From this morning's walk
It's a question for you in your everyday life. Who around you is watching what you do? A more important question, though, is what are they learning from watching you?
One of the most important people in my life is an nine-year-old with autism. And he is brilliant, but being nine and autistic means he has a 100 mile per hour brain traveling in six lanes and in five different directions. At that speed, you tend to miss a lot. Subtlety escapes him.
I have had to learn that reassuring looks and gestures mean very little. I have to (very literally) have him look me in the eye and then reassure him with words - at least twice. And if I want to be a good influence, I have to explain my actions.
I am one of the primary influences in his life. It is one of the hardest roles I've ever tried. He keeps me mindful.
But that's not what I wanted to write about today. This is the Mesquite Hugger blog. It's not the Big Brother blog. (It's also not the Big Brother Is Watching You blog.)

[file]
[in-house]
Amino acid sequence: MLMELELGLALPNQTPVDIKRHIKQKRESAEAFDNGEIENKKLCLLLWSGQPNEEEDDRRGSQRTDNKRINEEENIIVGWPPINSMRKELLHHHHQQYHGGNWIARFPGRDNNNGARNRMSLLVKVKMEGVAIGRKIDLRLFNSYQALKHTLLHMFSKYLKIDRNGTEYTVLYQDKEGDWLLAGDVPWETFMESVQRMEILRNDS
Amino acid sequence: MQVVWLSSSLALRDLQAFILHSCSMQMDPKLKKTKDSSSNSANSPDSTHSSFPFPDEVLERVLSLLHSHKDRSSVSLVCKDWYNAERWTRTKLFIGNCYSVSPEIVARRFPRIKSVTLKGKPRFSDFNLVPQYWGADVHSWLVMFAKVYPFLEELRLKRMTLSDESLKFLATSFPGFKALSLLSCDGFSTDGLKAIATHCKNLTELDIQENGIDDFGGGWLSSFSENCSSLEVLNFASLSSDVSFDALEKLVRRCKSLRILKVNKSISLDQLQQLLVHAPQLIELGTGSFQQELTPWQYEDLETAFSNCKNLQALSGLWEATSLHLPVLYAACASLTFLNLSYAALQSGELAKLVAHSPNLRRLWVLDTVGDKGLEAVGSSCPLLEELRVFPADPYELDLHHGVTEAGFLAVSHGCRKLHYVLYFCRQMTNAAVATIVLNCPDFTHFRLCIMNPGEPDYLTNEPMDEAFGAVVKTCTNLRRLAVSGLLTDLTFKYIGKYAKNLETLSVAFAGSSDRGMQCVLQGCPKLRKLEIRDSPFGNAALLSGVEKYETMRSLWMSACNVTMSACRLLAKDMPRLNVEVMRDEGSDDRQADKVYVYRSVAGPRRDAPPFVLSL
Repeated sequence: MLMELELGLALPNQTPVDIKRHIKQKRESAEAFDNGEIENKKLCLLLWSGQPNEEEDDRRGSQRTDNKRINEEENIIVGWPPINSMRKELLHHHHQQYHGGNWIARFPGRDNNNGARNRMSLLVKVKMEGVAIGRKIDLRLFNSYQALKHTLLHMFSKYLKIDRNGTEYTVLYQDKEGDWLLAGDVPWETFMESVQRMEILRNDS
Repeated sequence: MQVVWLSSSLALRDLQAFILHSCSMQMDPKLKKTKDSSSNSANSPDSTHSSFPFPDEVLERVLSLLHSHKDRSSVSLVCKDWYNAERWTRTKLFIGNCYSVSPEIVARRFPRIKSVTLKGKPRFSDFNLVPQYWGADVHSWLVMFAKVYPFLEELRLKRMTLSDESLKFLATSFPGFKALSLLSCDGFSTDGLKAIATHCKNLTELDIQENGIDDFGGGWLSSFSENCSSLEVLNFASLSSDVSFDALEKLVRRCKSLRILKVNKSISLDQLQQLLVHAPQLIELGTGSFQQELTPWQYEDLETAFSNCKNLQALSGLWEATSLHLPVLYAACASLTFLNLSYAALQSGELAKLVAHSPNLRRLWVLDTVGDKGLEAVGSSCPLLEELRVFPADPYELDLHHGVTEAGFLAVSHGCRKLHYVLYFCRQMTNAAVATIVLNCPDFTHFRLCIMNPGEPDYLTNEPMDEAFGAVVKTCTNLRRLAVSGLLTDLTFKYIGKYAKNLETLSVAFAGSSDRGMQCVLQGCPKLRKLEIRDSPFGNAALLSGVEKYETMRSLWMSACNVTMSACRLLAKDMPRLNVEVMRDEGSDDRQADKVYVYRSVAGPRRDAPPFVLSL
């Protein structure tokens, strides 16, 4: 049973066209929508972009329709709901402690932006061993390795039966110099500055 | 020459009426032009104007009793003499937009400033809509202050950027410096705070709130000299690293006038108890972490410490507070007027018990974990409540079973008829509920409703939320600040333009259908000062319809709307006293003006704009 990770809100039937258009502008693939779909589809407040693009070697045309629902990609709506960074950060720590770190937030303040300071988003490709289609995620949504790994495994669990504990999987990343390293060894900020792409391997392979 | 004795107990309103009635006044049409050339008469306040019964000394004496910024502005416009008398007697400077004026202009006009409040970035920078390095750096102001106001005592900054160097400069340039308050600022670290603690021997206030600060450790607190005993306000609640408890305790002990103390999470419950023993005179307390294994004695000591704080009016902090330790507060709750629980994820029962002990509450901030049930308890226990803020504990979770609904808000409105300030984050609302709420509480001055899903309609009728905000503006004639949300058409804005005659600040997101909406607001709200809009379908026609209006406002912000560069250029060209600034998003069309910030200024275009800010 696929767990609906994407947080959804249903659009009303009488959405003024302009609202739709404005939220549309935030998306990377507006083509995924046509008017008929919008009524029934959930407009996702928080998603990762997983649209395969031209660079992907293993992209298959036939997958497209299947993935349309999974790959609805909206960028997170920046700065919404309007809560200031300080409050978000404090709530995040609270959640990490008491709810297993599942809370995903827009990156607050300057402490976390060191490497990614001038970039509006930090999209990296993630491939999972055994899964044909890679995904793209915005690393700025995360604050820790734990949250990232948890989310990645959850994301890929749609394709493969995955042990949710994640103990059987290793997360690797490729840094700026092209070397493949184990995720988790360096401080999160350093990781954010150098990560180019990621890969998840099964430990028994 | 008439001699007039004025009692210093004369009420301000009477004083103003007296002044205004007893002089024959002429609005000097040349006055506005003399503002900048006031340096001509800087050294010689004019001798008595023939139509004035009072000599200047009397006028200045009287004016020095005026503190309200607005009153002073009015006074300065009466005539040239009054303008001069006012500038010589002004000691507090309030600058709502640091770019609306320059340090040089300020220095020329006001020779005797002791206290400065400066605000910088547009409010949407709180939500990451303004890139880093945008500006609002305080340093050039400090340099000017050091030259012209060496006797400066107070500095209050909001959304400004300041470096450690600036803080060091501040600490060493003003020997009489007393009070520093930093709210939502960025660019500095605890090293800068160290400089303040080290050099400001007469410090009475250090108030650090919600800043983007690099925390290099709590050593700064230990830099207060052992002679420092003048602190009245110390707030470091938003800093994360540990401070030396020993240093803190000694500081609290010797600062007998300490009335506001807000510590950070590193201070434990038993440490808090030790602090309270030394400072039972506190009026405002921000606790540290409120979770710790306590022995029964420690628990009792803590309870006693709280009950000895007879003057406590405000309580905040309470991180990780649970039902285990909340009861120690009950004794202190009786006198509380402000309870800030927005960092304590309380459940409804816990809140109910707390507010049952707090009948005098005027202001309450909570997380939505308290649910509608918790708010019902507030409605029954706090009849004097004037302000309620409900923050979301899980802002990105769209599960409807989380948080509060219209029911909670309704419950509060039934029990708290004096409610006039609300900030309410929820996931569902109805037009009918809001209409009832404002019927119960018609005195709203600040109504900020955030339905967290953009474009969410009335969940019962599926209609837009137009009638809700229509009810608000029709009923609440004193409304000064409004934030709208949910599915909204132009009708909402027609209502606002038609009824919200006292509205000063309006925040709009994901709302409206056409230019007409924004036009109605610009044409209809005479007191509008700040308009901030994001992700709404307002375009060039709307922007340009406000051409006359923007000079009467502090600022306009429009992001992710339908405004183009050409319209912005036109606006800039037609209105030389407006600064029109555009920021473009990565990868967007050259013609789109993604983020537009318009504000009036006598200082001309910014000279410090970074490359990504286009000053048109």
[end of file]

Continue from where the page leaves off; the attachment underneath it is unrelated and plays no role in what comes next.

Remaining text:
Who around you is watching what you do?
What are they learning from watching you?
What do you want them to learn from watching you?
I want them to learn to treat others well - all others. Whether it's interpersonal, professional, or even environmental, I hope to set an example of working to make life better for people, for places, for wildlife.
If you're still reading this, you are probably here because you would like to make the world a better place too (or you're waiting to see if this turns into another electric cargo bike post.)
As you roll through your day, please pay attention to how you're living, how you're treating others, how you're working to get by and how you're working to improve, and who sees you as an example.
What actions do you want to be caught doing?
May your actions make the world a better place and inspire others to do the same.